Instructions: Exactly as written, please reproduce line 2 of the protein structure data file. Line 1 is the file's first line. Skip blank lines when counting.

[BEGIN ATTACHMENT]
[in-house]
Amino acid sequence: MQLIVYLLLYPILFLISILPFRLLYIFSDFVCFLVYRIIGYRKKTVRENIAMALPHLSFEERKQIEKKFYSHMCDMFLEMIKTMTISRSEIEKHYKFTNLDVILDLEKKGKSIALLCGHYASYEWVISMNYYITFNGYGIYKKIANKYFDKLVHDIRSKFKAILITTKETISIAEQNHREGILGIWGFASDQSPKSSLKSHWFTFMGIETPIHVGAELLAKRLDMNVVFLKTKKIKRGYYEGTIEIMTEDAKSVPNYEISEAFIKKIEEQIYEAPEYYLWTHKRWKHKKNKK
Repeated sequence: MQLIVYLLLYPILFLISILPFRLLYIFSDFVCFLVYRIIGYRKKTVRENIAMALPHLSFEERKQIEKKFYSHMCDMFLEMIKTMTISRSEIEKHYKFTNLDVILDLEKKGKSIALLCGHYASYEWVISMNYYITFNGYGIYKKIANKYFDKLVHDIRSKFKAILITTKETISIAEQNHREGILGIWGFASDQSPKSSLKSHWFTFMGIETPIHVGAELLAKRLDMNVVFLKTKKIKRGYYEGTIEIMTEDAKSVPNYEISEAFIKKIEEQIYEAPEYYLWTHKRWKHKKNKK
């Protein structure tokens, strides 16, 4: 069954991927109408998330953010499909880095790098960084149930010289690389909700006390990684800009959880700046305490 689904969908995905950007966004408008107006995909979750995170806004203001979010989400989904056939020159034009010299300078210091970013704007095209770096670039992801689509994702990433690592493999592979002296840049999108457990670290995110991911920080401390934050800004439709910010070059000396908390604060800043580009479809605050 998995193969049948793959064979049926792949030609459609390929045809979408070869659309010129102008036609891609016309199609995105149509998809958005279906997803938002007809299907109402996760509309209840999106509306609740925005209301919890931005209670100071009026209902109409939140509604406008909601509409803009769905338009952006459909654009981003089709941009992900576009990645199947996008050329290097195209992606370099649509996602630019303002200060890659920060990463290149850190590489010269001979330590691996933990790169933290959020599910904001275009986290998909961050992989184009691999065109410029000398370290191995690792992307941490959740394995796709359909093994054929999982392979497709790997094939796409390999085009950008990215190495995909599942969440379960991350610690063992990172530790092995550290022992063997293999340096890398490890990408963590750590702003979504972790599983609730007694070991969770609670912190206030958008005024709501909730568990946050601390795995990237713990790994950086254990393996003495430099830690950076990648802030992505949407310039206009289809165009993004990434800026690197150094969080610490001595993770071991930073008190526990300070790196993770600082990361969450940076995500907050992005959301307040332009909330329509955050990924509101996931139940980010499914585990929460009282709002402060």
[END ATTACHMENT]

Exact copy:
Amino acid sequence: MQLIVYLLLYPILFLISILPFRLLYIFSDFVCFLVYRIIGYRKKTVRENIAMALPHLSFEERKQIEKKFYSHMCDMFLEMIKTMTISRSEIEKHYKFTNLDVILDLEKKGKSIALLCGHYASYEWVISMNYYITFNGYGIYKKIANKYFDKLVHDIRSKFKAILITTKETISIAEQNHREGILGIWGFASDQSPKSSLKSHWFTFMGIETPIHVGAELLAKRLDMNVVFLKTKKIKRGYYEGTIEIMTEDAKSVPNYEISEAFIKKIEEQIYEAPEYYLWTHKRWKHKKNKK